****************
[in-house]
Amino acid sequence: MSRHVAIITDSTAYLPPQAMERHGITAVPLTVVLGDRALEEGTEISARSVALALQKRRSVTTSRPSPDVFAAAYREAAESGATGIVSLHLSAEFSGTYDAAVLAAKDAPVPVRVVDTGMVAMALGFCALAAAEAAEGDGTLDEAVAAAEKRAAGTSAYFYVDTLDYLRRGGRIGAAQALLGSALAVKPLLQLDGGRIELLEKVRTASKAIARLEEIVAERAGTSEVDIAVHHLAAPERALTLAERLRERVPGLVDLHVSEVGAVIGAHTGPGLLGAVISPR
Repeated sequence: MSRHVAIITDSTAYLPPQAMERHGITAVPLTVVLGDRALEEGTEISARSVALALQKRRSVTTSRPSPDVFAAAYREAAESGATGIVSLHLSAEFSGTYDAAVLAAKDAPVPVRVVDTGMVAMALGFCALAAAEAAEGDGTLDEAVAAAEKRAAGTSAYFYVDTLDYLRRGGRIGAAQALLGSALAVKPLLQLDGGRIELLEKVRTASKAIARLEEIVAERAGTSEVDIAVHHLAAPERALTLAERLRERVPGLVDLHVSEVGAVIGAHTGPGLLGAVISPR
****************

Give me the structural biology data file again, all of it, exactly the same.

[in-house]
Amino acid sequence: MSRHVAIITDSTAYLPPQAMERHGITAVPLTVVLGDRALEEGTEISARSVALALQKRRSVTTSRPSPDVFAAAYREAAESGATGIVSLHLSAEFSGTYDAAVLAAKDAPVPVRVVDTGMVAMALGFCALAAAEAAEGDGTLDEAVAAAEKRAAGTSAYFYVDTLDYLRRGGRIGAAQALLGSALAVKPLLQLDGGRIELLEKVRTASKAIARLEEIVAERAGTSEVDIAVHHLAAPERALTLAERLRERVPGLVDLHVSEVGAVIGAHTGPGLLGAVISPR
Repeated sequence: MSRHVAIITDSTAYLPPQAMERHGITAVPLTVVLGDRALEEGTEISARSVALALQKRRSVTTSRPSPDVFAAAYREAAESGATGIVSLHLSAEFSGTYDAAVLAAKDAPVPVRVVDTGMVAMALGFCALAAAEAAEGDGTLDEAVAAAEKRAAGTSAYFYVDTLDYLRRGGRIGAAQALLGSALAVKPLLQLDGGRIELLEKVRTASKAIARLEEIVAERAGTSEVDIAVHHLAAPERALTLAERLRERVPGLVDLHVSEVGAVIGAHTGPGLLGAVISPR